Scottish Canals start canal college

Published: Monday, 05 June 2017

SCOTLAND'S newest college is aiming to get more than 360 unemployed young people into employment through a new heritage conservation qualification.

The scheme is aimed at getting unemployed 16 to 30 year olds into work, by offering almost exclusively outdoor, 'hands on' learning along the Forth & Clyde, Union and Caledonian canals, the students working towards a new SQA Level 2 Certificate in Cultural Heritage during the 14 weeks course.

Heritage and conservation skills

The courses will be run from the canals in Falkirk, West Dunbartonshire and Inverness with course activities centred on developing traditional heritage and conservation skills.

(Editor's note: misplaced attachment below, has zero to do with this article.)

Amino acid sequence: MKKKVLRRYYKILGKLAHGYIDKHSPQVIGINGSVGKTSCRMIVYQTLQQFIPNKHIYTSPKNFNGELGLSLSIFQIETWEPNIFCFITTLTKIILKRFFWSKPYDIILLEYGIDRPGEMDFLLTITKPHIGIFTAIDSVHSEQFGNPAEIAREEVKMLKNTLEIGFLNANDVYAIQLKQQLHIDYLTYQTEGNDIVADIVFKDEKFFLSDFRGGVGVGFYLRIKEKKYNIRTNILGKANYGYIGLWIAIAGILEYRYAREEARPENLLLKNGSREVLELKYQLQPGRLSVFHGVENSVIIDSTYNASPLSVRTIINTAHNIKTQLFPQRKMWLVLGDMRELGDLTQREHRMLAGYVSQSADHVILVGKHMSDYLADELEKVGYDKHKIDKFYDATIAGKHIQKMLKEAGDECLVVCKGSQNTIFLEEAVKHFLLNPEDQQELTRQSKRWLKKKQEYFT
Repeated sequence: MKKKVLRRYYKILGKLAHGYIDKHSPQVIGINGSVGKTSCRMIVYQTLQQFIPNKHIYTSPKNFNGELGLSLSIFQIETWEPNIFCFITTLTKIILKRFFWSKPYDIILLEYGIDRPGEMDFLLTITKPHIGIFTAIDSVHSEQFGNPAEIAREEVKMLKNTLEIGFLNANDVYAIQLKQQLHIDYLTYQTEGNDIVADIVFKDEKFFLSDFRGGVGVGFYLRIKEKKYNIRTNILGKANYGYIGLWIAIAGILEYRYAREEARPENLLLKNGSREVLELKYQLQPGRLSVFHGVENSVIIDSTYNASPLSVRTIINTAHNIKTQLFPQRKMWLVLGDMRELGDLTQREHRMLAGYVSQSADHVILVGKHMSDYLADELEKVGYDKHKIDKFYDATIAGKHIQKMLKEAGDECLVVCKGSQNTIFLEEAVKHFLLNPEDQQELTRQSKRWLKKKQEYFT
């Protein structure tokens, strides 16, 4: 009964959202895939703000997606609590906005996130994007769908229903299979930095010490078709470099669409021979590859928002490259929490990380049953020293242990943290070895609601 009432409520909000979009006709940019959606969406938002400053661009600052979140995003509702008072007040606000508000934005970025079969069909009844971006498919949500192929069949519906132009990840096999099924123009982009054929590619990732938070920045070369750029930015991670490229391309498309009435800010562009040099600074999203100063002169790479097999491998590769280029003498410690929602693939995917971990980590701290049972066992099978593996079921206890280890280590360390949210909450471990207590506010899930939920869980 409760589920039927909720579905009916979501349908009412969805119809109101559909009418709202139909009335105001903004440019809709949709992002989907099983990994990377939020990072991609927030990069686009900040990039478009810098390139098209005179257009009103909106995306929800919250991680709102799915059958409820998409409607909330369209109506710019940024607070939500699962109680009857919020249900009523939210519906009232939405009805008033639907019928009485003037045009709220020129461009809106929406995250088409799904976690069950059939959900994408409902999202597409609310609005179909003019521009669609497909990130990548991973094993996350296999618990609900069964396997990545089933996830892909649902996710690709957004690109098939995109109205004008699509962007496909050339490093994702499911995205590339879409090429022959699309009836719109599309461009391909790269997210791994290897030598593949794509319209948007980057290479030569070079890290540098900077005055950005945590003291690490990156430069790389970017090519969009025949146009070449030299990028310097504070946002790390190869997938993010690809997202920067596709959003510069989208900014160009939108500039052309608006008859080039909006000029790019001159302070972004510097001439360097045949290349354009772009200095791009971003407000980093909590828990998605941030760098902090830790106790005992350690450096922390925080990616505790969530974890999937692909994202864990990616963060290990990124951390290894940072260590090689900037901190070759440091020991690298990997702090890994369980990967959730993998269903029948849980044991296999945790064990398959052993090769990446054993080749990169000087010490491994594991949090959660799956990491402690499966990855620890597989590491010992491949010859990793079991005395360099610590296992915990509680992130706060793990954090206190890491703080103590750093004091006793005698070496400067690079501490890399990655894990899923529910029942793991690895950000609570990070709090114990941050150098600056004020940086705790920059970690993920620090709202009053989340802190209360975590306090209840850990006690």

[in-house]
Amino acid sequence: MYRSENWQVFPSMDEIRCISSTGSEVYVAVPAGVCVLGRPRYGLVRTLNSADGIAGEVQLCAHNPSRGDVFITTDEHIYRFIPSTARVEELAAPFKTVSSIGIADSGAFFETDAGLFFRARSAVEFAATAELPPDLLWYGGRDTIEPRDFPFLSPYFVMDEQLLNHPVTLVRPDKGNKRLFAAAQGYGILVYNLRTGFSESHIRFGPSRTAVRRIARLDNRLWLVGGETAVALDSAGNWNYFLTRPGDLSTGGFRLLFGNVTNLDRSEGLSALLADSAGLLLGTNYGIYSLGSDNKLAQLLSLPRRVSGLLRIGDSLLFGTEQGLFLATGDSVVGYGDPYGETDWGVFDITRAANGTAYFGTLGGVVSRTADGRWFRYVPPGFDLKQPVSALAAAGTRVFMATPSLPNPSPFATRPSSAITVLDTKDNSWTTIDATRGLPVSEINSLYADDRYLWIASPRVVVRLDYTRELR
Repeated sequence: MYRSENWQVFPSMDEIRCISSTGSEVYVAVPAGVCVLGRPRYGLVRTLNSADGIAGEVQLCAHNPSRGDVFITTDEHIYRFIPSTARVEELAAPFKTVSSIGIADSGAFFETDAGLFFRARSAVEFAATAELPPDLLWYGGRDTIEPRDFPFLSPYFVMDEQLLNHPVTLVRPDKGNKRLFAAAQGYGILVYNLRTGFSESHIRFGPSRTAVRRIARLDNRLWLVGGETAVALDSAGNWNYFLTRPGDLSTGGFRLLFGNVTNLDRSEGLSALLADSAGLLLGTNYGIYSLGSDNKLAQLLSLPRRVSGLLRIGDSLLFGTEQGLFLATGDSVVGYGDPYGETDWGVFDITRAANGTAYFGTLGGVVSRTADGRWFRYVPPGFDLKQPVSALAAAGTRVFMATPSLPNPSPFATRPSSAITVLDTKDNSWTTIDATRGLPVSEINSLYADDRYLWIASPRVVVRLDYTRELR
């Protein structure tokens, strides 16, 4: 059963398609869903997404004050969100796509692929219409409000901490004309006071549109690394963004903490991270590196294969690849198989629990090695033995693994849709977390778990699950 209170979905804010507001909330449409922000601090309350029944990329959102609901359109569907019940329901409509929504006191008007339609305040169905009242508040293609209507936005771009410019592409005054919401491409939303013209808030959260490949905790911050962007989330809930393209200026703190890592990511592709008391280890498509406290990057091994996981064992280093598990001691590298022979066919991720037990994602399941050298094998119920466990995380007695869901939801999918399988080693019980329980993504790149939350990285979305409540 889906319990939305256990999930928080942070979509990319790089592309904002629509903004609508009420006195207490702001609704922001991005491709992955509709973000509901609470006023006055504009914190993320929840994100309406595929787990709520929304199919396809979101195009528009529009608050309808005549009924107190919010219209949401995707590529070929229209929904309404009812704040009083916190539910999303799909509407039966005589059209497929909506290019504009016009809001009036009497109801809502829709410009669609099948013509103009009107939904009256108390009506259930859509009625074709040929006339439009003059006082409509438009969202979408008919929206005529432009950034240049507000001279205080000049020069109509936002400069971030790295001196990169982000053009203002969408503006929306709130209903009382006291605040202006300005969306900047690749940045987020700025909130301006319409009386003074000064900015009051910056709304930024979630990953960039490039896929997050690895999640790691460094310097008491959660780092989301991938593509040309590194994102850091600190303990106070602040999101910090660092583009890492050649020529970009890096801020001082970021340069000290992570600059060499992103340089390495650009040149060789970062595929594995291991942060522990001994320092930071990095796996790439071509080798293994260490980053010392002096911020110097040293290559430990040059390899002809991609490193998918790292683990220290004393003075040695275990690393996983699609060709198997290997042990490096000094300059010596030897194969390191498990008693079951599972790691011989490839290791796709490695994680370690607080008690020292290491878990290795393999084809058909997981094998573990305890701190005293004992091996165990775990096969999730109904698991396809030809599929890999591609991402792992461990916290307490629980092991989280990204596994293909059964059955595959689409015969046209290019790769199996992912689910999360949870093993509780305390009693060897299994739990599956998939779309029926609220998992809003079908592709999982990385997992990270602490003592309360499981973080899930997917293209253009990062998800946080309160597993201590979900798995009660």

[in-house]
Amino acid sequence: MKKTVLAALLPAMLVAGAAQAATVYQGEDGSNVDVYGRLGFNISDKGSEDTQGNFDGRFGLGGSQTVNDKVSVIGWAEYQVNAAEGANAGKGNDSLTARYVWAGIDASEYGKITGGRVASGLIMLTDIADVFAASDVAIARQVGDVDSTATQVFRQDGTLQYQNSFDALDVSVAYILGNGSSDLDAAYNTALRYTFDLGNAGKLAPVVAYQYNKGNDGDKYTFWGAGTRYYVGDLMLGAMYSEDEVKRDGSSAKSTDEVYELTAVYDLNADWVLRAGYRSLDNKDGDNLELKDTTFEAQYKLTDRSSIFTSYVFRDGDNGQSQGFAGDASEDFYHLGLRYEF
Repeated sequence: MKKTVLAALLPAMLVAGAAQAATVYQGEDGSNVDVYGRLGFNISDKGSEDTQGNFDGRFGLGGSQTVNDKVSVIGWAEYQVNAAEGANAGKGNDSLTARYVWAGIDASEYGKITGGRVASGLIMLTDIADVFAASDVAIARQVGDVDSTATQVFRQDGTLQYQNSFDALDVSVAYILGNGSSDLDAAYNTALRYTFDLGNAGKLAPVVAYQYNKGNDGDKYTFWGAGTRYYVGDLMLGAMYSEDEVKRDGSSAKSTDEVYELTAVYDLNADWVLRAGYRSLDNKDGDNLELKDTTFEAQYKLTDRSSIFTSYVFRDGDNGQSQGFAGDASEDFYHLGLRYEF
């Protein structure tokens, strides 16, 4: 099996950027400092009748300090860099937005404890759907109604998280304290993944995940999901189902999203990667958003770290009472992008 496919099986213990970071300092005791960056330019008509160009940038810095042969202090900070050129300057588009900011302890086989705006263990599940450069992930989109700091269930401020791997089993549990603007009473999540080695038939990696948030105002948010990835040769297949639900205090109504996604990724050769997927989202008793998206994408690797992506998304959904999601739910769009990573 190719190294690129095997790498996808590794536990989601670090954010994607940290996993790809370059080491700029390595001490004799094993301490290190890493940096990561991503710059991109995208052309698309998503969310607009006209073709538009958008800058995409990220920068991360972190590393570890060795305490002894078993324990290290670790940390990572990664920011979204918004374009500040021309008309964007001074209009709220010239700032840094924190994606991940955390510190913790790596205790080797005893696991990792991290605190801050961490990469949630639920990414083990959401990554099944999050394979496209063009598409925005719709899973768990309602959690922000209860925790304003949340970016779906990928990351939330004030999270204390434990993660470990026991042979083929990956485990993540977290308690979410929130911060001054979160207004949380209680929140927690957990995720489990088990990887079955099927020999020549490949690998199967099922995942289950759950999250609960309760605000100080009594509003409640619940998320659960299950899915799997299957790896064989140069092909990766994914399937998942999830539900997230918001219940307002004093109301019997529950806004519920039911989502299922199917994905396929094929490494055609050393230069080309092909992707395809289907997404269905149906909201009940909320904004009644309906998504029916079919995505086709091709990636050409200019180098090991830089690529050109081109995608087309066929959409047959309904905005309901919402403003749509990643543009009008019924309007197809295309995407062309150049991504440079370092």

Scottish Waterways Trust Chief Executive, Karen Moore, explained:

"Following on from the success of our pilot [scheme] we are delighted to be launching canal college as a national programme.

"Young people with more than one barrier to employment is a key group identified in the Scottish Government’s ‘Developing the Young Workforce—Scotland’s Youth Employment Strategy’ and canal college specifically addresses the needs of this demographic.

"This pioneering programme will ensure that young people coming through the course will have the improved core life skills and the confidence that will enable them to move into a positive employment or educational outcome. Results from our pilot show that 70% of young people who completed the course achieve this and I’m confident we can replicate this success as the national programme rolls out."

Saltire Award

As well as the new SQA in Cultural Heritage participants will also work towards a Saltire Award, John Muir Award, Heritage Heroes Award and SQA Level 5 Unit in Working Safely.